U.S. Census Record Secrets Revealed!

February 5, 2016  - by 

Juliana Szucs, veteran writer and trainer for Ancestry.com started her genealogical career at a young age by helping her mom index census records from microfilm on a reader in the family basement – 25¢ for each family name recorded AND sourced.

How times have changed! Now with a click of a computer we get all these records attached to our family tree in seconds, work that took many long difficult hours now can be accomplished in minutes.

The problem is – it is too easy to just attach a source to a person without looking at it and discovering and connecting with all the hidden treasures found in these marvelous census records. You can find a whole treasure trove of valuable information from census records.

What Treasures are Hiding in Your Tree?

When you attach a source to an individual in your Ancestry tree, some basic dry facts are automatically included. But besides the basic facts, you can add other details that turn data into a meaningful story.

You can do this by adding notes to the source in your record.

Some Great Things to Look for

  • Follow the trail of where they lived from census to census.
  • Translate census ages to birth, marriage and other dates.
  • Start a Timeline with the census data such as marriage, immigration, world events that may lead to further records such as wars that may lead to draft records.

Beginning with the 1880 US census family structure was included, so you can keep track of the entire family ebb and flow from decade to decade

Look beyond just your ancestor to his/her neighborhood and community. Often they live amongst family and friends who immigrated from the same mother country. Learning about them can teach you about your own family. Besides, neighbors often intermarried!

Vital Clues in Census Records

A census record may give you clues that you need to do further research, and suggest the right place to look for that information. Be sure to visit State and County pages for additional information. Using the census location, seek death certificates or news articles about death for a child, spouse or relative who disappears from a subsequent census for that family in that location. Always ask –where can I learn more?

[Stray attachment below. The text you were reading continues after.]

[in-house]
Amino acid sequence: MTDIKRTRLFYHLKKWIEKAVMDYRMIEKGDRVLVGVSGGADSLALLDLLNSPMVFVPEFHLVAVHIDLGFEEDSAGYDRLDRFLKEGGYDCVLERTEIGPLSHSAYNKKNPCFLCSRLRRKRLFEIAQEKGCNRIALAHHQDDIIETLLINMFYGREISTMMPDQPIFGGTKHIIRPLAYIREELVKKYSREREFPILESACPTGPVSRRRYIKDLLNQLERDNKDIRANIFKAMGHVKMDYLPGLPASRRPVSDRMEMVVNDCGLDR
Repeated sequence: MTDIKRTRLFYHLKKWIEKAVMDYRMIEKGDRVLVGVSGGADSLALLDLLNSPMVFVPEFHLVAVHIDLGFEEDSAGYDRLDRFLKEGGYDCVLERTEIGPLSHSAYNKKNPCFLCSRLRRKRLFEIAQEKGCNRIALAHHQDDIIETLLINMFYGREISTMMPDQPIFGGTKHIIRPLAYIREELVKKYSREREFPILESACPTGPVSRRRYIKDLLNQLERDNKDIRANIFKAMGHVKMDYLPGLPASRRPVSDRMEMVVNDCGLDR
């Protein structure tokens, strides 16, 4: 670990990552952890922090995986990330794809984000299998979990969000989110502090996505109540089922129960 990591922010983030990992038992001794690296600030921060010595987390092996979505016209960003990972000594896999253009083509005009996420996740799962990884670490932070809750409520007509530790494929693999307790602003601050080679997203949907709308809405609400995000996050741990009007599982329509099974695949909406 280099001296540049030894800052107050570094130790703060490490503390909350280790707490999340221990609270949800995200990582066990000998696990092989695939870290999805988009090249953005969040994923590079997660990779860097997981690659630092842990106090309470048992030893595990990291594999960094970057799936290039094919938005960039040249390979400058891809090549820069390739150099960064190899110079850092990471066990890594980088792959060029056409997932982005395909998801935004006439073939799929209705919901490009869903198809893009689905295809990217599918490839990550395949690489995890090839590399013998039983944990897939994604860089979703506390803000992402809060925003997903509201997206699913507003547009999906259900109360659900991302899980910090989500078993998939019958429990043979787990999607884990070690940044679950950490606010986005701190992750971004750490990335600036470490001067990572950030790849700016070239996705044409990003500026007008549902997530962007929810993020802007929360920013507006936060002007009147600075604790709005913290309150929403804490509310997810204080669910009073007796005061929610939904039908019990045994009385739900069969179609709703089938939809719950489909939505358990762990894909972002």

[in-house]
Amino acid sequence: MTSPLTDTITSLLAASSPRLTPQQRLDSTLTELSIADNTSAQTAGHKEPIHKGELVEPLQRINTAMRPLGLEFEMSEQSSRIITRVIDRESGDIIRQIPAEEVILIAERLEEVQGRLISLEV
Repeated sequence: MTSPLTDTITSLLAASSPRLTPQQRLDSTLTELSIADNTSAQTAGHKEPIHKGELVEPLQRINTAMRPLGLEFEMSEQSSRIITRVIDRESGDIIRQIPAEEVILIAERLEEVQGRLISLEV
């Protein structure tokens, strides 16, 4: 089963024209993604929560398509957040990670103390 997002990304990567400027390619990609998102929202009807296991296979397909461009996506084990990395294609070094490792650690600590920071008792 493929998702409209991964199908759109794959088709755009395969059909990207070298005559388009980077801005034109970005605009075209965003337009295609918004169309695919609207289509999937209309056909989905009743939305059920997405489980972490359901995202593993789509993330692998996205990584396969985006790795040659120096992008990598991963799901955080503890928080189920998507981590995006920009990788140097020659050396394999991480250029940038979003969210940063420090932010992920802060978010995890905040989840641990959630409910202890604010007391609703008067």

Specific Census Nuggets

In the 1900 and 1910 censuses, look for the number of children born compared to those living to find deceased children.

Szucs advised to read notes that may appear at the top, bottom or sides of a census page for clarifying information. One record for an ancestor appeared to indicate that she was incarcerated at age 97 in a penitentiary. Notes on the page clarified that she was in a home for the aged nearby.

The 1880 Census started including street addresses. Be sure to capture this information to paint a more detailed picture of their lives. You can even look them up on Google Maps street view to view the original home they lived in if it’s still there.

The 1940 census includes the place of residency for an individual in 1935.

The 1900 through 1930 census records document the year of immigration, while the 1920 census gives the year a person was naturalized.

The 1840 Census states the names and ages of military pensioners or their widows.

The 1910 Census asked whether an individual was a survivor of the Union or Confederate Army or Navy, and the 1930 Census asked whether they were a veteran of any US military or naval forces mobilized for any war or expedition.

Don’t Forget State Census Records

In the 1890 Census there were Veterans Schedules from all states alphabetically from Kentucky to Wyoming. Some addresses were included as well as interesting military details.

While Confederate soldiers were not supposed to be recorded, many were and later crossed out, but the images are there and you might be able to read and find your Confederate ancestors there.

In the pre-1850 census records when there was nothing more than a city, head of household and tick-marks for various age/gender groups, you can make a chart of your own to record this information Ancestry provides a blank form you can print and hand write info from various census records to compare and find enough information to identify your ancestors.

To find find some good websites that discuss census records, do a Google search on the term “census records”. A good website to visit is a webpage titled Clues in Census Records: 185–1940. This website is a good place to start.

 

 

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Comments

  1. How does one specify that you want only census records in a search? Ancestry.com allows you to do this via the drop-down search menu.

    1. Hello Rachelle! When searching, you can restrict records by type. It’s the last option on the search page. I hope this helps!